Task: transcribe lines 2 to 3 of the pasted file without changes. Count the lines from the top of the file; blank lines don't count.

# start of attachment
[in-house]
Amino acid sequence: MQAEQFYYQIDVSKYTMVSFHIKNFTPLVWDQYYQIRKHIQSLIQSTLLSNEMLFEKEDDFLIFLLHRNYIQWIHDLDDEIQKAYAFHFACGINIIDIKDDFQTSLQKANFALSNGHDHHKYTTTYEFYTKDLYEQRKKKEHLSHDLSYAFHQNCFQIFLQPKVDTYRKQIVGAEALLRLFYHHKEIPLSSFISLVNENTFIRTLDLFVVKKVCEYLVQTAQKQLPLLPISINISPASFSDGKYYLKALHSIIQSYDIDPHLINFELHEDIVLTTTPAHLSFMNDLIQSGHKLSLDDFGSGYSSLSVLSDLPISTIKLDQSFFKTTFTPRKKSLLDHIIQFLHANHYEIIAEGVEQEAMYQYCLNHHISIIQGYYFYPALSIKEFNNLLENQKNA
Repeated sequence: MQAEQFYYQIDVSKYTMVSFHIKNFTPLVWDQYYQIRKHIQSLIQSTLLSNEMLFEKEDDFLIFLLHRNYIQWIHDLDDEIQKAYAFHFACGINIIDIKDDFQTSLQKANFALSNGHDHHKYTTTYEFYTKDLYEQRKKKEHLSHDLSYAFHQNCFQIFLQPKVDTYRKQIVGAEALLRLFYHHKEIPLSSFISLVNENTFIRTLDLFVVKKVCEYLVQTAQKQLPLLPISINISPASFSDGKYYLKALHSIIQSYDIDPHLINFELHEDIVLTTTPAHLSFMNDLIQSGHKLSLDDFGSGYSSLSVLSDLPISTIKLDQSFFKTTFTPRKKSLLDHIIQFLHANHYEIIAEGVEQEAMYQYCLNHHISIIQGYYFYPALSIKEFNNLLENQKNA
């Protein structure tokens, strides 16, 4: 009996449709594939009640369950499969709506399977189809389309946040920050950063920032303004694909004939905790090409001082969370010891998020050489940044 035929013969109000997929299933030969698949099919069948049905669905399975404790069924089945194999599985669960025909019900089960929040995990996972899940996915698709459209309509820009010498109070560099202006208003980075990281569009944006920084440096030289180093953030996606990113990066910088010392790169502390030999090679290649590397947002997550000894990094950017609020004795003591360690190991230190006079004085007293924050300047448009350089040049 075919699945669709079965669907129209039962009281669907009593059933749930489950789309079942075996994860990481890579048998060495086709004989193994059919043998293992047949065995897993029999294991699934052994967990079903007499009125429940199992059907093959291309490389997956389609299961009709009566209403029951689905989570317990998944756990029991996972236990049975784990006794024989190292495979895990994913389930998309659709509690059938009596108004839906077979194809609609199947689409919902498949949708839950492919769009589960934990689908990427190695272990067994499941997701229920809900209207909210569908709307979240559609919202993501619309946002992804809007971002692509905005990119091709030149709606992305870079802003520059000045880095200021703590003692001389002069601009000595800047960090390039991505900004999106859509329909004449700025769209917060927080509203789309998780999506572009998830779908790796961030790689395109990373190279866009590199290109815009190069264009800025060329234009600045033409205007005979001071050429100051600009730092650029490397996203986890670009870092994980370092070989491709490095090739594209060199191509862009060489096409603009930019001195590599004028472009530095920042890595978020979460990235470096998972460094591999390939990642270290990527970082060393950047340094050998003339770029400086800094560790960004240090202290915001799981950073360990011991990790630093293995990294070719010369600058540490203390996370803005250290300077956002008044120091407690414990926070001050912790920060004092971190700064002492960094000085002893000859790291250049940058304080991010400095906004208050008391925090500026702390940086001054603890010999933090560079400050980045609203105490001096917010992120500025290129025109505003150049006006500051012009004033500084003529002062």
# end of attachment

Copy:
Amino acid sequence: MQAEQFYYQIDVSKYTMVSFHIKNFTPLVWDQYYQIRKHIQSLIQSTLLSNEMLFEKEDDFLIFLLHRNYIQWIHDLDDEIQKAYAFHFACGINIIDIKDDFQTSLQKANFALSNGHDHHKYTTTYEFYTKDLYEQRKKKEHLSHDLSYAFHQNCFQIFLQPKVDTYRKQIVGAEALLRLFYHHKEIPLSSFISLVNENTFIRTLDLFVVKKVCEYLVQTAQKQLPLLPISINISPASFSDGKYYLKALHSIIQSYDIDPHLINFELHEDIVLTTTPAHLSFMNDLIQSGHKLSLDDFGSGYSSLSVLSDLPISTIKLDQSFFKTTFTPRKKSLLDHIIQFLHANHYEIIAEGVEQEAMYQYCLNHHISIIQGYYFYPALSIKEFNNLLENQKNA
Repeated sequence: MQAEQFYYQIDVSKYTMVSFHIKNFTPLVWDQYYQIRKHIQSLIQSTLLSNEMLFEKEDDFLIFLLHRNYIQWIHDLDDEIQKAYAFHFACGINIIDIKDDFQTSLQKANFALSNGHDHHKYTTTYEFYTKDLYEQRKKKEHLSHDLSYAFHQNCFQIFLQPKVDTYRKQIVGAEALLRLFYHHKEIPLSSFISLVNENTFIRTLDLFVVKKVCEYLVQTAQKQLPLLPISINISPASFSDGKYYLKALHSIIQSYDIDPHLINFELHEDIVLTTTPAHLSFMNDLIQSGHKLSLDDFGSGYSSLSVLSDLPISTIKLDQSFFKTTFTPRKKSLLDHIIQFLHANHYEIIAEGVEQEAMYQYCLNHHISIIQGYYFYPALSIKEFNNLLENQKNA